PhD Position at UBC Okanagan in Microbial Ecology

Start date: Spring/Summer 2021

Location: UBC Okanagan, Kelowna BC

Funding: Minimum $21 000/year for 4 years

The Hart lab at UBC Okanagan has two PhD studentships  starting Spring/Summer 2021.

Position 1: Ecological consequences of invasive microbes in natural and applied systems.

Position 2:  Creating suppressive soils in vineyards through cover crops

The projects will involve both lab and field components. The projects have global scope, so  the student will interact with a wide range of collaborators both at UBC and around the world. There will be many opportunities for collaborations with other universities, industry and also Agriculture Canada. For more information the group please see

Information on qualifications for admission to the UBC Okanagan graduate program can be found htt p://  and,285,1005,0

Ideal candidates will have background in ecology and basic molecular biology.  The Interested individuals can contact







M.Sc. project in PLANT COMMUNITY ECOLOGY (Forest edges)

I am looking for an accomplished and motivated M.Sc. student for study on vegetation structure at forest edges. The project would begin in 2021 in the Masters in Applied Science program at Saint Mary’s University in Halifax, Nova Scotia. Possible study sites for field work in 2022 are in Nova Scotia (e.g., Kejimkujik National Park or Cape Breton) or in Brazil (in the Atlantic Forest near Rio de Janeiro or São Paulo). Possible research topics include (but are not limited to): development of forest edges next to regenerating pasture in Brazil, patterns of structural diversity in heterogeneous landscapes, global synthesis of edge influence on vegetation. Methods could include field data collection, spatial pattern analysis, meta-analysis, LiDAR or drone imagery. Results could be linked to conservation, climate change or species at risk.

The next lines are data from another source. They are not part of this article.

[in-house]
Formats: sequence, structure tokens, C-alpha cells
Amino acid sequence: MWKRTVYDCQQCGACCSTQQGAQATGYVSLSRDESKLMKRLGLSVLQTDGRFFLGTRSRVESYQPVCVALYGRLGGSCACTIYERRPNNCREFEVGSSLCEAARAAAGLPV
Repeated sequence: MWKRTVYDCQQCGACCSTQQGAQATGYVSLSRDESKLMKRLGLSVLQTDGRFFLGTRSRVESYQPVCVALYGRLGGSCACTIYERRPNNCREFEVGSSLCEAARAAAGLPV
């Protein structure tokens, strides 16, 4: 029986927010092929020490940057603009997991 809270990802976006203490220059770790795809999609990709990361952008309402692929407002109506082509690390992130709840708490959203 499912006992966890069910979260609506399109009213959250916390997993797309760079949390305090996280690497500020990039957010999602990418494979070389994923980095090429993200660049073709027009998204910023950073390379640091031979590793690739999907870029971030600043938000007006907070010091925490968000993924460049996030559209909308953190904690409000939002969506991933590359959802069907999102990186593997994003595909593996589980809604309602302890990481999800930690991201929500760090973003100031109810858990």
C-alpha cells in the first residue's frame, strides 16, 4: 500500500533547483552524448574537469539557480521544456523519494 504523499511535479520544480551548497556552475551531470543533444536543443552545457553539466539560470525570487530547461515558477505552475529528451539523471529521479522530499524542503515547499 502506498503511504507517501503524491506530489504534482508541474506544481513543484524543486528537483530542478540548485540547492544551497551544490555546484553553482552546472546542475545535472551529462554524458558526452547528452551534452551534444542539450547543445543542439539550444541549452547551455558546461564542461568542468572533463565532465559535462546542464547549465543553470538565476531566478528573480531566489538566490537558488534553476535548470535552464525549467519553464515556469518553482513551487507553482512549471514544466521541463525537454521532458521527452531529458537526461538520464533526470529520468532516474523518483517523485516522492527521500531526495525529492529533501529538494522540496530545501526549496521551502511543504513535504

If you are interested in research on the edge, please contact: Karen Harper, Adjunct Professor, Saint Mary’s University,

Forest Edge Research Network (FERN),


Location: McGill University
Start date: Autumn 2021
Stipend:  $22,000 (minimum) per year, 4 years.

The Ricciardi Lab ( is recruiting a graduate student at the PhD level to investigate how invasive species and climate warming alter benthic invertebrate communities (diversity and species interactions) in large rivers, using the St Lawrence River as a model system.

The research will involve lab- and field-based studies, including an analysis of longterm pre- and post-invasion data collected from the St Lawrence River by our lab and by government collaborators. In addition, the student will design experiments to test how invasive species (fishes and invertebrates) and elevated temperatures alter diversity, food web structure, and species interaction strengths, among other ecological properties of benthic communities.

The student will be able to interact with an exceptional group of ecologists, conservation biologists, and evolutionary biologists in the McGill Biology department. She/he will collaborate with government scientists in both Environment & Climate Change Canada and Fisheries and Oceans Canada (Maurice Lamontagne Institute), who are partners on the project. She/he will also have opportunities to work briefly in these government labs. Furthermore, the student will be able to take a unique graduate-level course on Invasion Ecology.